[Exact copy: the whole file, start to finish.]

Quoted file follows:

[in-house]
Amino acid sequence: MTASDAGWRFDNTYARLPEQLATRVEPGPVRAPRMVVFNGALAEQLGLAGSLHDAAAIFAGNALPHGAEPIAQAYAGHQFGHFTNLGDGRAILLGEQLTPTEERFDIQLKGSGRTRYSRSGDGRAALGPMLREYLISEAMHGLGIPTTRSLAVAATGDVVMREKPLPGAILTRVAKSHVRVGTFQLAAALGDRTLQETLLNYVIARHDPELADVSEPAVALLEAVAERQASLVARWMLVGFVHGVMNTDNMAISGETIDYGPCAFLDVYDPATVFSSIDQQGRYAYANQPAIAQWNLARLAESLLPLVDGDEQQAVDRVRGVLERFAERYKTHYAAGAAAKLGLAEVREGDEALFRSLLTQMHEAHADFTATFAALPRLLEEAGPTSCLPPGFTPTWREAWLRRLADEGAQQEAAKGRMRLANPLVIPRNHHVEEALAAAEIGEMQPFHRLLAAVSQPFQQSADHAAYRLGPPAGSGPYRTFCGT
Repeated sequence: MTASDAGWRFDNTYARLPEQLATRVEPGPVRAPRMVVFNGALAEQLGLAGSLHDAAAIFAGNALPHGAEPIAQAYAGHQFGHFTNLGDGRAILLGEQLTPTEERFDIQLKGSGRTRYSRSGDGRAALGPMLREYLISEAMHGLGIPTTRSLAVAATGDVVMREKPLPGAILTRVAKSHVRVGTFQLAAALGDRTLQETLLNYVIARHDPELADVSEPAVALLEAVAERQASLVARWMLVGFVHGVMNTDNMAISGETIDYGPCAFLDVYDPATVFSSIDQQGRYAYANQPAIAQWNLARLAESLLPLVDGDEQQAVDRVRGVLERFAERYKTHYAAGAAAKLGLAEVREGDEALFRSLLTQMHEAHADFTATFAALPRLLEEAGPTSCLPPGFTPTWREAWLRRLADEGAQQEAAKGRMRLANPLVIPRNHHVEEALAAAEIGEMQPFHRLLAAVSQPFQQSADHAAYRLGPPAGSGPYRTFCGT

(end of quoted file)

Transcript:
[in-house]
Amino acid sequence: MTASDAGWRFDNTYARLPEQLATRVEPGPVRAPRMVVFNGALAEQLGLAGSLHDAAAIFAGNALPHGAEPIAQAYAGHQFGHFTNLGDGRAILLGEQLTPTEERFDIQLKGSGRTRYSRSGDGRAALGPMLREYLISEAMHGLGIPTTRSLAVAATGDVVMREKPLPGAILTRVAKSHVRVGTFQLAAALGDRTLQETLLNYVIARHDPELADVSEPAVALLEAVAERQASLVARWMLVGFVHGVMNTDNMAISGETIDYGPCAFLDVYDPATVFSSIDQQGRYAYANQPAIAQWNLARLAESLLPLVDGDEQQAVDRVRGVLERFAERYKTHYAAGAAAKLGLAEVREGDEALFRSLLTQMHEAHADFTATFAALPRLLEEAGPTSCLPPGFTPTWREAWLRRLADEGAQQEAAKGRMRLANPLVIPRNHHVEEALAAAEIGEMQPFHRLLAAVSQPFQQSADHAAYRLGPPAGSGPYRTFCGT
Repeated sequence: MTASDAGWRFDNTYARLPEQLATRVEPGPVRAPRMVVFNGALAEQLGLAGSLHDAAAIFAGNALPHGAEPIAQAYAGHQFGHFTNLGDGRAILLGEQLTPTEERFDIQLKGSGRTRYSRSGDGRAALGPMLREYLISEAMHGLGIPTTRSLAVAATGDVVMREKPLPGAILTRVAKSHVRVGTFQLAAALGDRTLQETLLNYVIARHDPELADVSEPAVALLEAVAERQASLVARWMLVGFVHGVMNTDNMAISGETIDYGPCAFLDVYDPATVFSSIDQQGRYAYANQPAIAQWNLARLAESLLPLVDGDEQQAVDRVRGVLERFAERYKTHYAAGAAAKLGLAEVREGDEALFRSLLTQMHEAHADFTATFAALPRLLEEAGPTSCLPPGFTPTWREAWLRRLADEGAQQEAAKGRMRLANPLVIPRNHHVEEALAAAEIGEMQPFHRLLAAVSQPFQQSADHAAYRLGPPAGSGPYRTFCGT